KBC 13 contestant Samiksha couldn’t answer this Rs 12.5 lakh question. Can you?
Amitabh Bachchan began the Thursday episode (September 2) with Samiksha Shrivastava. The 35-year-old contestant from Kota had won Rs 10,000 in the previous episode. Samiksha works as an Assistant Vice President in an MNC that makes Power Conductors for Transmission lines.
SAMIKSHA WON RS 6.4 LAKH ON KBC 13
Samiksha took a lifeline for 40,000 and gave the correct answer with the help of the Audience Poll. She used her third lifeline, Flip The Question for the eighth question and won Rs 80,000. Samiksha used her last lifeline for the ninth question. She gave the correct answer with help of Ask The Expert and won Rs 1.6 lakh. With no lifelines in hand, Samiksha won Rs 6.4 lakh. However, she decided to quit the game after looking at the 12th question for Rs 12.5 lakh, as she was not sure about the answer.
Here’s the question that stumped Samiksha Shrivastava:
Who, among these, is India’s first woman mining engineer?
The four options were: Chandrani Prasad Verma, Mohana Singh, Rajeshwari Chatterjee and A Lalitha
The correct answer was: Chandrani Prasad Verma
Here are some of the questions faced by Samiksha:
Which of these nations is entirely north of the equator?
The four options were Indonesia, Papua Guinea, Sri Lanka and Argentina
The correct answer was: Sri Lanka
Which of these former chief ministers of Maharashtra studied aerospace engineering?
The four options were: Sushilkumar Shinde, Prithviraj Chavan, Abdul Rehman Antylay and Yashwantrao Chavan.
The correct answer was: Prithviraj Chavan
Who was the founder-president of the FICCI Ladies Organisation and also served as the chairperson of the Times Group from 1999 to 2021?
The four options were: Savitri Jindal, Priyamvada Birla, Meera Sanyal and Indu Jain
The correct answer was: Indu Jain
Dr S Radhakrishnan was the Indian ambassador to which country before becoming the vice president in 1952?
The four options were: USSR, USA, China and Japan
The correct answer was: USSR
Who, among these, is India’s first woman mining engineer?
Chandrani Prasad Verma, Mohana Singh, Rajeshwari Chatterjee and A Lalitha
The correct answer was: Chandrani Prasad Verma
AAYSHA WON RS 6.4 LAKH ON KBC 13
Samiksha was followed by Aaysha on the hot seat. The 34-year-old is a primary school teacher from Bharatpur, Rajasthan. She used her first lifeline for the seventh question, which was related to Ranbir Kapoor and won Rs 20,000. Later, Aaysha revealed it took 17 years for her to get married to the love of her life, Dhiraj. She shared that they were of different religions, which caused the delay, as their families weren’t okay with their union.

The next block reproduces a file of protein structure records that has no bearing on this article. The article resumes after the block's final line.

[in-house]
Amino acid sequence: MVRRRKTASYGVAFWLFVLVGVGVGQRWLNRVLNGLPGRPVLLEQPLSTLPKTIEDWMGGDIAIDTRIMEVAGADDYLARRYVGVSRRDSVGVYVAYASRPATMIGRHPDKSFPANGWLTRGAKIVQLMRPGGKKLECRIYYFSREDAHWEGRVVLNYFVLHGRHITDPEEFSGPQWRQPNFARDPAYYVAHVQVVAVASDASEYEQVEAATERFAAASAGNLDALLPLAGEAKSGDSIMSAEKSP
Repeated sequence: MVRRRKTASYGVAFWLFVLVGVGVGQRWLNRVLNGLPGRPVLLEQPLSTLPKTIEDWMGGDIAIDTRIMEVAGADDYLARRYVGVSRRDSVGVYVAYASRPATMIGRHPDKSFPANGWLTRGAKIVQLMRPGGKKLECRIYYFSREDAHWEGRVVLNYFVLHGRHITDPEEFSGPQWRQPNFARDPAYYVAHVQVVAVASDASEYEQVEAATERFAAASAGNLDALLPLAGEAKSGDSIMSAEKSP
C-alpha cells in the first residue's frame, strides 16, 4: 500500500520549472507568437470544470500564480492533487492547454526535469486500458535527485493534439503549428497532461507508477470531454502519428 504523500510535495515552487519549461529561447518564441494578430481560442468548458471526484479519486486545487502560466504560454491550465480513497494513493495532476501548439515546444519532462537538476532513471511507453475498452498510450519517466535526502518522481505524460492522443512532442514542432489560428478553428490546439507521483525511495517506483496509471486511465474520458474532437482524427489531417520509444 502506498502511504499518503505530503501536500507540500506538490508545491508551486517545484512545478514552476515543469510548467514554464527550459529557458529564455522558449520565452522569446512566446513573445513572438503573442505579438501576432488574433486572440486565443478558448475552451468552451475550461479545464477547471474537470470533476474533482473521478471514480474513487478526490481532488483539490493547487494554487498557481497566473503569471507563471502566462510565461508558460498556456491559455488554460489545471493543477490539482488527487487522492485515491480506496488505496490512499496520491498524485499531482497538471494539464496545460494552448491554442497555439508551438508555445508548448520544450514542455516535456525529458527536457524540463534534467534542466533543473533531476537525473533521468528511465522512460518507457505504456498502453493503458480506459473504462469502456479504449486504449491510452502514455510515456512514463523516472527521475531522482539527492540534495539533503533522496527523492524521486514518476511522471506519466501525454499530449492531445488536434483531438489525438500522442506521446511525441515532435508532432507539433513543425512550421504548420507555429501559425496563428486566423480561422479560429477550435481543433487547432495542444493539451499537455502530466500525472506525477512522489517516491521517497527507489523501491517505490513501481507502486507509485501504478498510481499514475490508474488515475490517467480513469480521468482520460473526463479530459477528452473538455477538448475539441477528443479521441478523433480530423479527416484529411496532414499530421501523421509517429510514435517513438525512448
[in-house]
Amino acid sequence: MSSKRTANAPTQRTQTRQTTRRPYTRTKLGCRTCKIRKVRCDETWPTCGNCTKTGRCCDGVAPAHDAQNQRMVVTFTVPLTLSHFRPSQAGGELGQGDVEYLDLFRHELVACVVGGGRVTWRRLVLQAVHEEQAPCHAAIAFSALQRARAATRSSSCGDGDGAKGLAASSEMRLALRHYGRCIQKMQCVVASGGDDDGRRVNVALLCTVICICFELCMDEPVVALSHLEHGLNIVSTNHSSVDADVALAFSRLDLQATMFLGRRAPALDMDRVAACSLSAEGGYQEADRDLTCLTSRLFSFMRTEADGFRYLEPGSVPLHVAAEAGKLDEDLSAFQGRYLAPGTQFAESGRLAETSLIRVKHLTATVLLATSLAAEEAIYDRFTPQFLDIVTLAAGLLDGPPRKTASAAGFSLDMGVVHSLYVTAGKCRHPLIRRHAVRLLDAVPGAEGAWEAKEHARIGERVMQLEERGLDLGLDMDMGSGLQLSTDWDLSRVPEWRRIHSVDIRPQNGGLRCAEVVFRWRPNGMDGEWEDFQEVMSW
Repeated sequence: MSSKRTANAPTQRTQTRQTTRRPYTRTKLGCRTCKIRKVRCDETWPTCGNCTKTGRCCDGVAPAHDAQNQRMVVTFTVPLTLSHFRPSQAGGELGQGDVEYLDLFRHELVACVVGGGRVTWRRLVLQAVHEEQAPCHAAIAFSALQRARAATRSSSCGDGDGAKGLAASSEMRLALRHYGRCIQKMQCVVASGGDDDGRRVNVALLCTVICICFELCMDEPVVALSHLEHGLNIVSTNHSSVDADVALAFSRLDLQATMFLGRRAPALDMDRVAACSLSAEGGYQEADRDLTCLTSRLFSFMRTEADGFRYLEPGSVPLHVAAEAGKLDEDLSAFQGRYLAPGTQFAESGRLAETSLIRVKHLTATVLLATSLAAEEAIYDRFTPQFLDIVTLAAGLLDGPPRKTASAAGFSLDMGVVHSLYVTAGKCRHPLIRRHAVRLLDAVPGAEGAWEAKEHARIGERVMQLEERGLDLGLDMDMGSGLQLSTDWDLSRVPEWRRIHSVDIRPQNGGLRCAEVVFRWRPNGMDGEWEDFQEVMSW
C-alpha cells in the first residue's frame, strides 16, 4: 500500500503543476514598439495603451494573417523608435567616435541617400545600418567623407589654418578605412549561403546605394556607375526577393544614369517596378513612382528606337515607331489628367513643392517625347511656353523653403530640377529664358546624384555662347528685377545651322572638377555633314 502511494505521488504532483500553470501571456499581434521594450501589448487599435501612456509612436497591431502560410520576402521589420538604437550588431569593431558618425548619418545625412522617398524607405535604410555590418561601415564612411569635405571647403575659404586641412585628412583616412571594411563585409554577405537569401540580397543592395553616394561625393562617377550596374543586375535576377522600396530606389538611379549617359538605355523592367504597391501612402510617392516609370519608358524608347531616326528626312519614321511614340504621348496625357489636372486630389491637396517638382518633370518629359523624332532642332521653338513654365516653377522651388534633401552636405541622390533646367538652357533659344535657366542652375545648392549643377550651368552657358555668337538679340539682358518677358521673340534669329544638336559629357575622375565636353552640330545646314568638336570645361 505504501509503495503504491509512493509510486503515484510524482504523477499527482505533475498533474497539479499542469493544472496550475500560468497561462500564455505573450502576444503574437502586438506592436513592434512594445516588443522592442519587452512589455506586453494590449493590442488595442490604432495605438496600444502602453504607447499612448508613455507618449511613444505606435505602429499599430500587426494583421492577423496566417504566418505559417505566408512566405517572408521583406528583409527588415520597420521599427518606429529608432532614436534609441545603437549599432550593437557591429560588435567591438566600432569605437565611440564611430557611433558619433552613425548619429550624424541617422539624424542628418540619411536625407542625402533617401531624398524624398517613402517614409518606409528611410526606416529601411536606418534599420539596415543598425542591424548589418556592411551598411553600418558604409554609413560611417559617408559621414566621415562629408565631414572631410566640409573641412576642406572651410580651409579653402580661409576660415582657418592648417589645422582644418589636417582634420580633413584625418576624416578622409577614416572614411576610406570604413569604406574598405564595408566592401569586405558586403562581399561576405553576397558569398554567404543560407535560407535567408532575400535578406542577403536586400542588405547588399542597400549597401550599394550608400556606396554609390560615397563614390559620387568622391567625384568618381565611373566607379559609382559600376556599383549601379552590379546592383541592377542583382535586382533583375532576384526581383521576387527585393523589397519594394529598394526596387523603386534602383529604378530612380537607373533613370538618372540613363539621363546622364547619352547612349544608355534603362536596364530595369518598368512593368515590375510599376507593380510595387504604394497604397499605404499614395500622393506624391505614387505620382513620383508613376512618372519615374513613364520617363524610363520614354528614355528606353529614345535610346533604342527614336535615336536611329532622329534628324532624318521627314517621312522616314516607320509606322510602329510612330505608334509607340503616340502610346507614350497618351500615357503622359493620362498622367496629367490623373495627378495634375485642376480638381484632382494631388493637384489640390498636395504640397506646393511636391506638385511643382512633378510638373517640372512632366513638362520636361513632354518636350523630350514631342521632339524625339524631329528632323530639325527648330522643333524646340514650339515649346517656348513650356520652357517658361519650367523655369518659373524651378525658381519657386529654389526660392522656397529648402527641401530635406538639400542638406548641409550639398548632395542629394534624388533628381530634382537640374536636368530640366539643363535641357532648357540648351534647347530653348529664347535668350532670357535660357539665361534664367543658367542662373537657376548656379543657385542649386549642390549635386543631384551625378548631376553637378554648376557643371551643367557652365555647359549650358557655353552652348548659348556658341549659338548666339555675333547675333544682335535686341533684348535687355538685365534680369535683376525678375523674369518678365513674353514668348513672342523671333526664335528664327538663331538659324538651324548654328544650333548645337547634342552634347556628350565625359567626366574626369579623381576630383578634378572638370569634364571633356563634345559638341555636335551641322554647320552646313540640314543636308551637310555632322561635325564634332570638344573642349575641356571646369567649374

Aaysha used her second lifeline, The Audience Poll, in the next question, and won Rs 40,000. She was not sure about the answer for the next one. Hence, opted for Flip The Question and won Rs 80,000. She used her last lifeline for the alternated question and gave the correct answer. Aaysha went on to win Rs 6.4 lakh and decided to quit the game after having a look at the question for Rs 12.5 lakh.
This is the 12.5 lakh question faced by Aaysha:
Who became the first cabinet minister of Industry and Supply of independent India?
The four options were: RR Diwakar, Syama Prasad Mookerjee, C Rajagopalchari, Harekrushna Mahtab
The correct answer was: Syama Prasad Mookerjee
Here are the questions answered by Aaysha:
In July, 2021, who became only the second Indian-born woman to fly to space?
The four options were: Shawna Pandya, Avani Chaturvedi, Sirisha Bandla and Mawya Sudan
The correct answer was: Sirisha Bandla
Which of these sobriquets does not refer to a city located in Rajasthan?
Blue City, Orange City, Golden City and Pink City
The correct answer was: Orange City
Who appoints the Chief Election Commissioner of India?
The four options were: President of India, Chief Justice of India, Lok Sabha Speaker, Prime Minister of India
The correct answer was: President of India
Where is the longest bone in the human body?
The four options were: Thigh, Lower Leg, Back and Hand
The correct answer was: Thigh
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Celebrating Teacher Extraordinaire Dr. Sarvepalli Radhakrishnan — The Indian Panorama
Dr. Sarvepalli Radhakrishnan’s birthday on September 5 is celebrated in India as Teacher’s Day
Margaret Mead, a great American Anthropologist, when she was a little girl, asked her father, who was a professor, “Father, who is a professor? He replied, “Professor is one who keeps learning, and teaches what he learned”. What an extraordinary and unusual reply!